Monday, 17 October 2011

One Flew Over The Cuckoo's Nest: My thoughts

One Flew Over The Cuckoo's Nest by Ken Kesey

This novel is set in a mental institution in America in the 60’s. The narrator ‘Chief’ Bromden is a Native American confined the ward, who pretends to be deaf and mute. The ward is run by Nurse Ratched who the Chief views as ruthless and mechanical and represents order and control. The patients on the ward are split into ‘Acutes’ who are there to be treated and eventually return to normal society, and ‘chronics’ who will be in hospital forever.
A new patient, McMurphy, who represents anarchy and freedom, is introduced early on in the book: he claims to be a psychopath but his behaviour shows he is in fact perfectly sane. He is faking insanity in order to serve a prison sentence in more comfortable surroundings. Through the Chief’s eyes we see McMurphy quickly become the leader of the group and see the battle of wills begin between Nurse Ratched and McMurphy. There is conflict between the two characters throughout the novel as McMurphy attempts to weaken Nurse Ratched’s fierce control of the word and this escalates to a shocking ending.

My Thoughts
I found this a hard book to get into, I didn’t ever fully relate to the Chief- which at first is because I didn’t understand what was going on. I completely missed the point that when things get scary for him his subconscious imagines fog everywhere and he stops being able to see and hear, it’s his way of hiding from the world, the fog is also a metaphor for his mental clarity... but I thought originally that the nurses were literally pumping the ward full of fog -and couldn’t for the life of me figure out why! :P  I also failed to realise that he had hallucinations so when an air raid took place in the ward I was most confused :P But  presuming that you’ve got more brains than me and don’t make the same mistake you may well find it easier to understand what’s actually happening!
However once I’d got past my misunderstandings, I still didn’t quite empathise with any characters or care much about their fate, something was missing to me.The story was interesting and I kept reading but I wasn’t hooked, I could quite easily put it down and go to bed, it’s not a book that would keep me up reading into the early hours at all. I didn’t really relate or empathise with any of the characters, I don’t know why... perhaps because it’s all from the chief’s rather strange point of view, even once I had a grasp of how his mind worked I was always struggling to work out what was the reality, and what was his projections. I think that the chief is supposed to be unreliable as a narrator and as the reader you should look to McMurphy who is the only sane patient but for me it was just too much effort to read a book narrated by somebody who struggles to hold on to reality for the majority of the story.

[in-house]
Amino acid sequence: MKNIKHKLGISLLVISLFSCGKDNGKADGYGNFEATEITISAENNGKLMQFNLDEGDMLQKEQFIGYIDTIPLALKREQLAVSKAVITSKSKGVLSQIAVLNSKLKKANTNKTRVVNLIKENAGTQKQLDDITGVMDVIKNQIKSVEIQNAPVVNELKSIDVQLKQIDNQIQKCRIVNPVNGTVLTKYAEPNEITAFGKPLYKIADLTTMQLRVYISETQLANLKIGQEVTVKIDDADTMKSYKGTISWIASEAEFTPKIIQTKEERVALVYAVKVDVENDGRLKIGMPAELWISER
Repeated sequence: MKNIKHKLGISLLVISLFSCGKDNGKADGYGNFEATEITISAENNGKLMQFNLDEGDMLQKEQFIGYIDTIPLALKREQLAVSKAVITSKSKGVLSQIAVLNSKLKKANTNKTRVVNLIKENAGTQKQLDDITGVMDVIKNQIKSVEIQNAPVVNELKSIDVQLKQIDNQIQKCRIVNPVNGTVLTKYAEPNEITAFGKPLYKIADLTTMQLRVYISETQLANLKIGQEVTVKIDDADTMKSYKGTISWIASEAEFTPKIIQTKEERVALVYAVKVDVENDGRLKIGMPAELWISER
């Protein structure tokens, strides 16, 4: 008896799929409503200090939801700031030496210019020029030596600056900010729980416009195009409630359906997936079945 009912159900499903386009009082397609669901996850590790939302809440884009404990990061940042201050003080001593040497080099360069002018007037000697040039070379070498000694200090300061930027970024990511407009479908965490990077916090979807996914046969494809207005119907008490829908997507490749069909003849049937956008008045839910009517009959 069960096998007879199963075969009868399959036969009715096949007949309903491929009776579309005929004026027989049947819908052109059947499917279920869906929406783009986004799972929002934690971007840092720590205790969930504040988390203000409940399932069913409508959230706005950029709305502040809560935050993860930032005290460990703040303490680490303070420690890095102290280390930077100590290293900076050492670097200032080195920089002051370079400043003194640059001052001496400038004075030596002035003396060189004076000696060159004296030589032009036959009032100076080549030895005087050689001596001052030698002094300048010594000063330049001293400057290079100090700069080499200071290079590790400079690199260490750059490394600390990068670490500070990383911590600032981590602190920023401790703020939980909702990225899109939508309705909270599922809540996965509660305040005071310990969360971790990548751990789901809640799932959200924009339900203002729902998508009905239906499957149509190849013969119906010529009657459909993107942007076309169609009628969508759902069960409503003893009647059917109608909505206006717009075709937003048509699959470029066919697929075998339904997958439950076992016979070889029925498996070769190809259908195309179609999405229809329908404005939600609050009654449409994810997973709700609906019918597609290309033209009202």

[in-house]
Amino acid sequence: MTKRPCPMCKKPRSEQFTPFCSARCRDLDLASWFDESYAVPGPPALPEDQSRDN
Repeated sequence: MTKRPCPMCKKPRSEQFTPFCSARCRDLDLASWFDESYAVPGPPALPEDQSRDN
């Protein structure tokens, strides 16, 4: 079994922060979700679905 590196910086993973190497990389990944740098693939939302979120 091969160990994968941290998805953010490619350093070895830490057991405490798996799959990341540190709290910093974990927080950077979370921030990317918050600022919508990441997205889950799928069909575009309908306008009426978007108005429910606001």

However it is a book with deeper meaning, if you give a little time and have the desire to think thought it all, it raises big questions and explores important themes and issues. I think it has the potential to be a book I’ll come back to and get more from the second time round.

In a Nutshell...
This is a book that I’m glad I’ve read now that I’ve finished it but I didn’t particularly enjoy reading and to be honest I doubt I’d ever recommend it to a friend. But at the same time I do strongly  feel it could just be me, it seemed to have the ingredients of a really good book with many layers to it, so it is most likely a much better book than I’m giving it credit for.
Heather xx


Emma :) said...

Have you seen the film? I haven't read the book, but the film is quite um...harrowing, I suppose. Sounds like it would be better than the book, anyway :)

Heather said...

No I haven't ever watched the film, but I've heard it's really good so I may watch it at some point.
It's not a bad book, I think it's a good book, just one I didn't personally enjoy- if that makes sense :P